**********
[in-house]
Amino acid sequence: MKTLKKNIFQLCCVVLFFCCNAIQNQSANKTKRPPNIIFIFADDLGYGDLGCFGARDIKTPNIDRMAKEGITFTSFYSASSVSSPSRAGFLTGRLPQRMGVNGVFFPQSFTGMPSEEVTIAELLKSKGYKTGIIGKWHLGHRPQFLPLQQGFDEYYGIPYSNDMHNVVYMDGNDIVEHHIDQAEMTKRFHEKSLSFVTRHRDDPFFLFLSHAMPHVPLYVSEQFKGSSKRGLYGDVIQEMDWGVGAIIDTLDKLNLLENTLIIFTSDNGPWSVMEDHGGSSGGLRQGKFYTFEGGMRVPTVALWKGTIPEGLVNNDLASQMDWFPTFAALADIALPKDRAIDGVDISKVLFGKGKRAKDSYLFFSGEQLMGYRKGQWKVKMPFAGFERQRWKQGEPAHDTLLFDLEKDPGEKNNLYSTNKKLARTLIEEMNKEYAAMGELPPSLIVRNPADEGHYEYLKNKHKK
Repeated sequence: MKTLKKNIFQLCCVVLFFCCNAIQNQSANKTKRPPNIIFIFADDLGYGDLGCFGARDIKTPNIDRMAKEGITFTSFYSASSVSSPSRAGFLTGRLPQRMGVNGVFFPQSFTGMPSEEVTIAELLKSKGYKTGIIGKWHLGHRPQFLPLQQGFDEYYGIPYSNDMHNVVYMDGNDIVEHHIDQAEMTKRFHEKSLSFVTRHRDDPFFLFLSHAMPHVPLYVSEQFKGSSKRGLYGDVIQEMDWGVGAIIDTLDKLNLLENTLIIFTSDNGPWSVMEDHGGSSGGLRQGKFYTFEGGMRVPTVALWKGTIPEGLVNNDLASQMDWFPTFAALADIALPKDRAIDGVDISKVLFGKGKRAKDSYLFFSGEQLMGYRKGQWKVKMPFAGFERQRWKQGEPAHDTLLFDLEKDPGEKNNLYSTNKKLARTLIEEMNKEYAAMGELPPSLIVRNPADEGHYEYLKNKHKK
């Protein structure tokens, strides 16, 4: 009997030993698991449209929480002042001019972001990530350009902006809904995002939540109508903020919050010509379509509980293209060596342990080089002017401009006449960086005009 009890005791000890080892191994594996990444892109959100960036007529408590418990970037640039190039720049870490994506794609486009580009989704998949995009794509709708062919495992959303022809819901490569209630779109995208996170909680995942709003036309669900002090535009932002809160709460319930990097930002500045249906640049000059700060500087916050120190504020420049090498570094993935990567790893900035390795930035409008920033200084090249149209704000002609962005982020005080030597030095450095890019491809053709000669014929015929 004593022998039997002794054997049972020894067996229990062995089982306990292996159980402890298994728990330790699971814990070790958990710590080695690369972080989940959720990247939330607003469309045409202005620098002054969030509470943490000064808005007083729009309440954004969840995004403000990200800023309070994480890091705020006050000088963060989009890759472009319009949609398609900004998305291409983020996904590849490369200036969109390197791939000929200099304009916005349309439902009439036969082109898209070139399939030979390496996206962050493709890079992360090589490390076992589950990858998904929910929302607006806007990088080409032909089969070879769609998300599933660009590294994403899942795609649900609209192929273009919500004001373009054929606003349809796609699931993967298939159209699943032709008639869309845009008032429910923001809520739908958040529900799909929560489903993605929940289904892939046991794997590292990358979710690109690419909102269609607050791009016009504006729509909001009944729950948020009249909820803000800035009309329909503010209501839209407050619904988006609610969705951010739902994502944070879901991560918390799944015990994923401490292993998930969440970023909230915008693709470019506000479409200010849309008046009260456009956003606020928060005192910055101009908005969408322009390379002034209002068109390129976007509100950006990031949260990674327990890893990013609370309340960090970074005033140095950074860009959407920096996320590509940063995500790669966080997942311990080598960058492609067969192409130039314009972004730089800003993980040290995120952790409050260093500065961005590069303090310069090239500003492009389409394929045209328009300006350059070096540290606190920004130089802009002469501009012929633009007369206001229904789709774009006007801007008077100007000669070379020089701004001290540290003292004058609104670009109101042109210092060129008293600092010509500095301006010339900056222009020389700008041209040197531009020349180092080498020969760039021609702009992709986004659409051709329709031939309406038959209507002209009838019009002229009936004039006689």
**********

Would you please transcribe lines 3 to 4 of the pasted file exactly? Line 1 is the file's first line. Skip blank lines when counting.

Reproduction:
Repeated sequence: MKTLKKNIFQLCCVVLFFCCNAIQNQSANKTKRPPNIIFIFADDLGYGDLGCFGARDIKTPNIDRMAKEGITFTSFYSASSVSSPSRAGFLTGRLPQRMGVNGVFFPQSFTGMPSEEVTIAELLKSKGYKTGIIGKWHLGHRPQFLPLQQGFDEYYGIPYSNDMHNVVYMDGNDIVEHHIDQAEMTKRFHEKSLSFVTRHRDDPFFLFLSHAMPHVPLYVSEQFKGSSKRGLYGDVIQEMDWGVGAIIDTLDKLNLLENTLIIFTSDNGPWSVMEDHGGSSGGLRQGKFYTFEGGMRVPTVALWKGTIPEGLVNNDLASQMDWFPTFAALADIALPKDRAIDGVDISKVLFGKGKRAKDSYLFFSGEQLMGYRKGQWKVKMPFAGFERQRWKQGEPAHDTLLFDLEKDPGEKNNLYSTNKKLARTLIEEMNKEYAAMGELPPSLIVRNPADEGHYEYLKNKHKK
């Protein structure tokens, strides 16, 4: 009997030993698991449209929480002042001019972001990530350009902006809904995002939540109508903020919050010509379509509980293209060596342990080089002017401009006449960086005009 009890005791000890080892191994594996990444892109959100960036007529408590418990970037640039190039720049870490994506794609486009580009989704998949995009794509709708062919495992959303022809819901490569209630779109995208996170909680995942709003036309669900002090535009932002809160709460319930990097930002500045249906640049000059700060500087916050120190504020420049090498570094993935990567790893900035390795930035409008920033200084090249149209704000002609962005982020005080030597030095450095890019491809053709000669014929015929 004593022998039997002794054997049972020894067996229990062995089982306990292996159980402890298994728990330790699971814990070790958990710590080695690369972080989940959720990247939330607003469309045409202005620098002054969030509470943490000064808005007083729009309440954004969840995004403000990200800023309070994480890091705020006050000088963060989009890759472009319009949609398609900004998305291409983020996904590849490369200036969109390197791939000929200099304009916005349309439902009439036969082109898209070139399939030979390496996206962050493709890079992360090589490390076992589950990858998904929910929302607006806007990088080409032909089969070879769609998300599933660009590294994403899942795609649900609209192929273009919500004001373009054929606003349809796609699931993967298939159209699943032709008639869309845009008032429910923001809520739908958040529900799909929560489903993605929940289904892939046991794997590292990358979710690109690419909102269609607050791009016009504006729509909001009944729950948020009249909820803000800035009309329909503010209501839209407050619904988006609610969705951010739902994502944070879901991560918390799944015990994923401490292993998930969440970023909230915008693709470019506000479409200010849309008046009260456009956003606020928060005192910055101009908005969408322009390379002034209002068109390129976007509100950006990031949260990674327990890893990013609370309340960090970074005033140095950074860009959407920096996320590509940063995500790669966080997942311990080598960058492609067969192409130039314009972004730089800003993980040290995120952790409050260093500065961005590069303090310069090239500003492009389409394929045209328009300006350059070096540290606190920004130089802009002469501009012929633009007369206001229904789709774009006007801007008077100007000669070379020089701004001290540290003292004058609104670009109101042109210092060129008293600092010509500095301006010339900056222009020389700008041209040197531009020349180092080498020969760039021609702009992709986004659409051709329709031939309406038959209507002209009838019009002229009936004039006689």